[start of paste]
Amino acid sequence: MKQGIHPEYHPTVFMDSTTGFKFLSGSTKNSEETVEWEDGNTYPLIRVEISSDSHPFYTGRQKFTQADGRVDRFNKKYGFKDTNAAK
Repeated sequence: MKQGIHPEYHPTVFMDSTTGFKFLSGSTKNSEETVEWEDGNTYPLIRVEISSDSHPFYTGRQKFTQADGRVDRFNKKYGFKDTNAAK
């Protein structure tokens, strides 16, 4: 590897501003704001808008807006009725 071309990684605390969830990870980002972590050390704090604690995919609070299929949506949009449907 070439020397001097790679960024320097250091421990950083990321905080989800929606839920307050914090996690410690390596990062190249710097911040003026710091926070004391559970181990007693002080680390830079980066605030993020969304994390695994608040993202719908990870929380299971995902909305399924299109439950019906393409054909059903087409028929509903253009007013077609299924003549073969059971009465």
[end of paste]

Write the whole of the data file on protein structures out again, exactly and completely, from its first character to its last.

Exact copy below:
Amino acid sequence: MKQGIHPEYHPTVFMDSTTGFKFLSGSTKNSEETVEWEDGNTYPLIRVEISSDSHPFYTGRQKFTQADGRVDRFNKKYGFKDTNAAK
Repeated sequence: MKQGIHPEYHPTVFMDSTTGFKFLSGSTKNSEETVEWEDGNTYPLIRVEISSDSHPFYTGRQKFTQADGRVDRFNKKYGFKDTNAAK
């Protein structure tokens, strides 16, 4: 590897501003704001808008807006009725 071309990684605390969830990870980002972590050390704090604690995919609070299929949506949009449907 070439020397001097790679960024320097250091421990950083990321905080989800929606839920307050914090996690410690390596990062190249710097911040003026710091926070004391559970181990007693002080680390830079980066605030993020969304994390695994608040993202719908990870929380299971995902909305399924299109439950019906393409054909059903087409028929509903253009007013077609299924003549073969059971009465």